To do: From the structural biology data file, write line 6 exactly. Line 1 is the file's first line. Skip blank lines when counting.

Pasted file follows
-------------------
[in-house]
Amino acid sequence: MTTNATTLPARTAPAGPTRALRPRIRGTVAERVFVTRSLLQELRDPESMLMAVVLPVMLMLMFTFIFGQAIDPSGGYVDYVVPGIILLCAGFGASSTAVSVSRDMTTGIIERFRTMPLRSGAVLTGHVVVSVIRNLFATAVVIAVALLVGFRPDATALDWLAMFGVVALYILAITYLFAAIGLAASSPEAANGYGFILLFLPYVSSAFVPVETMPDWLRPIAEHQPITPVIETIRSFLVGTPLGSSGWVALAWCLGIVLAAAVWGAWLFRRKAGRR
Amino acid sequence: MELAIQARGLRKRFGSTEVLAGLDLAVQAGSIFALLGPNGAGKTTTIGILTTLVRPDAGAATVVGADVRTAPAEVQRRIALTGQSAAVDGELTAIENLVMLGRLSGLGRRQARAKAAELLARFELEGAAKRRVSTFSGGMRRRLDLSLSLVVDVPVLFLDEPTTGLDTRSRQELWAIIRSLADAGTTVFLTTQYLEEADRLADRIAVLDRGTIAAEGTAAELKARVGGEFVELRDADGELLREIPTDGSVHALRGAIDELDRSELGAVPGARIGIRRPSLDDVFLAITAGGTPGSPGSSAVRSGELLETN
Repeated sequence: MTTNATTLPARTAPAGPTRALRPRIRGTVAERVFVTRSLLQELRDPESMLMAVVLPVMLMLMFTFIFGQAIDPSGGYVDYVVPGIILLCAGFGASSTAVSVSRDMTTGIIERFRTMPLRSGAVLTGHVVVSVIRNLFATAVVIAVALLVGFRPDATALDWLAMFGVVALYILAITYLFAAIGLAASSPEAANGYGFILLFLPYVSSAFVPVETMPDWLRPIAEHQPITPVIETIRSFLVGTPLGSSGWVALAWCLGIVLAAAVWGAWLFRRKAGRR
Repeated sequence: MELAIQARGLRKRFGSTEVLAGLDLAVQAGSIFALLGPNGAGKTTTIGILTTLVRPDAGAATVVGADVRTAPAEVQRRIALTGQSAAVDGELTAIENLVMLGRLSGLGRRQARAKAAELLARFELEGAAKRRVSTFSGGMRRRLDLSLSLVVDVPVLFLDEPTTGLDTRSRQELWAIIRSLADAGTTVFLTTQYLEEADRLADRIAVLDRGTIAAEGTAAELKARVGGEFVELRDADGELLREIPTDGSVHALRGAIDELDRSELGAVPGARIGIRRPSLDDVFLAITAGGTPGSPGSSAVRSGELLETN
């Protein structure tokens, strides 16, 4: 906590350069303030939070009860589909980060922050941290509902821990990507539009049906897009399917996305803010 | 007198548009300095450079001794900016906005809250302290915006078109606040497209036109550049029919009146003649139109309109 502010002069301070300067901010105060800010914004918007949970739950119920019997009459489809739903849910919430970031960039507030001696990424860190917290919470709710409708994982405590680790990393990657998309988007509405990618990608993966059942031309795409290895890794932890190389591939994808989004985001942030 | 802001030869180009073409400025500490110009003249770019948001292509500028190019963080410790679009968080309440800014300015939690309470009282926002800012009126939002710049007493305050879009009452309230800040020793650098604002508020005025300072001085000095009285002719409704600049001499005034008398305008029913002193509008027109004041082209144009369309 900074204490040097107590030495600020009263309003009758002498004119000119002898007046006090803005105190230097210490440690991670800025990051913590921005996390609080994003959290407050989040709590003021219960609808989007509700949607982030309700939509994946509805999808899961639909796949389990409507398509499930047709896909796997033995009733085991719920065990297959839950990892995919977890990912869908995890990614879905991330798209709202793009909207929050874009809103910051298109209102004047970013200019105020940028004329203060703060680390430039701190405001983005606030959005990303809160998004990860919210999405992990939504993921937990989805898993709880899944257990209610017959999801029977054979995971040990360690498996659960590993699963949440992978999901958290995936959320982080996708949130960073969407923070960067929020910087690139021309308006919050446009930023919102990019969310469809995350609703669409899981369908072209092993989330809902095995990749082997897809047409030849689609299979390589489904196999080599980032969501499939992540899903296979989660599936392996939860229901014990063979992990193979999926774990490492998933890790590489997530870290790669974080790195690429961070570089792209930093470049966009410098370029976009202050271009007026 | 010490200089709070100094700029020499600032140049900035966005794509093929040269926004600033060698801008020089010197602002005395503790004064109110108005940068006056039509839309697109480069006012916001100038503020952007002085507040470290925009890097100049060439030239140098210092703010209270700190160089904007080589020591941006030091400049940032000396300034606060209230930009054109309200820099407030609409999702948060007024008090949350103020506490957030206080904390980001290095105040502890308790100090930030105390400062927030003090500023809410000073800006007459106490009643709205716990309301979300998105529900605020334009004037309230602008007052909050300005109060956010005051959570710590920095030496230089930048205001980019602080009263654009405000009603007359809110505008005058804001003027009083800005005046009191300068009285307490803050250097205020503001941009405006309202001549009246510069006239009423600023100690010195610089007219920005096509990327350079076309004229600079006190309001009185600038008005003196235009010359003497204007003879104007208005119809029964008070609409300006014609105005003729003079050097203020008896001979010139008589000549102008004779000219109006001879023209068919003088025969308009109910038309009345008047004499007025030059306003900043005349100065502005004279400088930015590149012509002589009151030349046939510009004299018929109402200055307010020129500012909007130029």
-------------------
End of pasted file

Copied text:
């Protein structure tokens, strides 16, 4: 906590350069303030939070009860589909980060922050941290509902821990990507539009049906897009399917996305803010 | 007198548009300095450079001794900016906005809250302290915006078109606040497209036109550049029919009146003649139109309109 502010002069301070300067901010105060800010914004918007949970739950119920019997009459489809739903849910919430970031960039507030001696990424860190917290919470709710409708994982405590680790990393990657998309988007509405990618990608993966059942031309795409290895890794932890190389591939994808989004985001942030 | 802001030869180009073409400025500490110009003249770019948001292509500028190019963080410790679009968080309440800014300015939690309470009282926002800012009126939002710049007493305050879009009452309230800040020793650098604002508020005025300072001085000095009285002719409704600049001499005034008398305008029913002193509008027109004041082209144009369309 900074204490040097107590030495600020009263309003009758002498004119000119002898007046006090803005105190230097210490440690991670800025990051913590921005996390609080994003959290407050989040709590003021219960609808989007509700949607982030309700939509994946509805999808899961639909796949389990409507398509499930047709896909796997033995009733085991719920065990297959839950990892995919977890990912869908995890990614879905991330798209709202793009909207929050874009809103910051298109209102004047970013200019105020940028004329203060703060680390430039701190405001983005606030959005990303809160998004990860919210999405992990939504993921937990989805898993709880899944257990209610017959999801029977054979995971040990360690498996659960590993699963949440992978999901958290995936959320982080996708949130960073969407923070960067929020910087690139021309308006919050446009930023919102990019969310469809995350609703669409899981369908072209092993989330809902095995990749082997897809047409030849689609299979390589489904196999080599980032969501499939992540899903296979989660599936392996939860229901014990063979992990193979999926774990490492998933890790590489997530870290790669974080790195690429961070570089792209930093470049966009410098370029976009202050271009007026 | 010490200089709070100094700029020499600032140049900035966005794509093929040269926004600033060698801008020089010197602002005395503790004064109110108005940068006056039509839309697109480069006012916001100038503020952007002085507040470290925009890097100049060439030239140098210092703010209270700190160089904007080589020591941006030091400049940032000396300034606060209230930009054109309200820099407030609409999702948060007024008090949350103020506490957030206080904390980001290095105040502890308790100090930030105390400062927030003090500023809410000073800006007459106490009643709205716990309301979300998105529900605020334009004037309230602008007052909050300005109060956010005051959570710590920095030496230089930048205001980019602080009263654009405000009603007359809110505008005058804001003027009083800005005046009191300068009285307490803050250097205020503001941009405006309202001549009246510069006239009423600023100690010195610089007219920005096509990327350079076309004229600079006190309001009185600038008005003196235009010359003497204007003879104007208005119809029964008070609409300006014609105005003729003079050097203020008896001979010139008589000549102008004779000219109006001879023209068919003088025969308009109910038309009345008047004499007025030059306003900043005349100065502005004279400088930015590149012509002589009151030349046939510009004299018929109402200055307010020129500012909007130029």